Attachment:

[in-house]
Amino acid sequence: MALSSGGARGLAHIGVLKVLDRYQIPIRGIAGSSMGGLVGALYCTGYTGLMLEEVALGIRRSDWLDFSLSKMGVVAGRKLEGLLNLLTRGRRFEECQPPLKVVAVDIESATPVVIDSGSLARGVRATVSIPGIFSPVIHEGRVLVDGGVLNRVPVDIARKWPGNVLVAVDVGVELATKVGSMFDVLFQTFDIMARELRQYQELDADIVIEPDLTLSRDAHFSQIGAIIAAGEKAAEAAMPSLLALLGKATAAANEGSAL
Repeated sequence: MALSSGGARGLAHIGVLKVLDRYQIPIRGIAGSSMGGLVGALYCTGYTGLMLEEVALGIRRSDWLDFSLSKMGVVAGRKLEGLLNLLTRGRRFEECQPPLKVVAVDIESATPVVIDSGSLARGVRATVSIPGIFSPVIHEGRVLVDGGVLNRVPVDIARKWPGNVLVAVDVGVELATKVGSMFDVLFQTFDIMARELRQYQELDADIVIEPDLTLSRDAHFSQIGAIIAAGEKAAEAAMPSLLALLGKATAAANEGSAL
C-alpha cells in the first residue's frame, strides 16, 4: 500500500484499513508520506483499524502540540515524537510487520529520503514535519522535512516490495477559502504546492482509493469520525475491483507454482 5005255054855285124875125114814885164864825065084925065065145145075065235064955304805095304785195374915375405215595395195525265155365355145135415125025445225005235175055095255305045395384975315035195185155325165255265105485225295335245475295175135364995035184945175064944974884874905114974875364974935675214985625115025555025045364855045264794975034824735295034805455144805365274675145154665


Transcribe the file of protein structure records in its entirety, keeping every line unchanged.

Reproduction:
[in-house]
Amino acid sequence: MALSSGGARGLAHIGVLKVLDRYQIPIRGIAGSSMGGLVGALYCTGYTGLMLEEVALGIRRSDWLDFSLSKMGVVAGRKLEGLLNLLTRGRRFEECQPPLKVVAVDIESATPVVIDSGSLARGVRATVSIPGIFSPVIHEGRVLVDGGVLNRVPVDIARKWPGNVLVAVDVGVELATKVGSMFDVLFQTFDIMARELRQYQELDADIVIEPDLTLSRDAHFSQIGAIIAAGEKAAEAAMPSLLALLGKATAAANEGSAL
Repeated sequence: MALSSGGARGLAHIGVLKVLDRYQIPIRGIAGSSMGGLVGALYCTGYTGLMLEEVALGIRRSDWLDFSLSKMGVVAGRKLEGLLNLLTRGRRFEECQPPLKVVAVDIESATPVVIDSGSLARGVRATVSIPGIFSPVIHEGRVLVDGGVLNRVPVDIARKWPGNVLVAVDVGVELATKVGSMFDVLFQTFDIMARELRQYQELDADIVIEPDLTLSRDAHFSQIGAIIAAGEKAAEAAMPSLLALLGKATAAANEGSAL
C-alpha cells in the first residue's frame, strides 16, 4: 500500500484499513508520506483499524502540540515524537510487520529520503514535519522535512516490495477559502504546492482509493469520525475491483507454482 5005255054855285124875125114814885164864825065084925065065145145075065235064955304805095304785195374915375405215595395195525265155365355145135415125025445225005235175055095255305045395384975315035195185155325165255265105485225295335245475295175135364995035184945175064944974884874905114974875364974935675214985625115025555025045364855045264794975034824735295034805455144805365274675145154665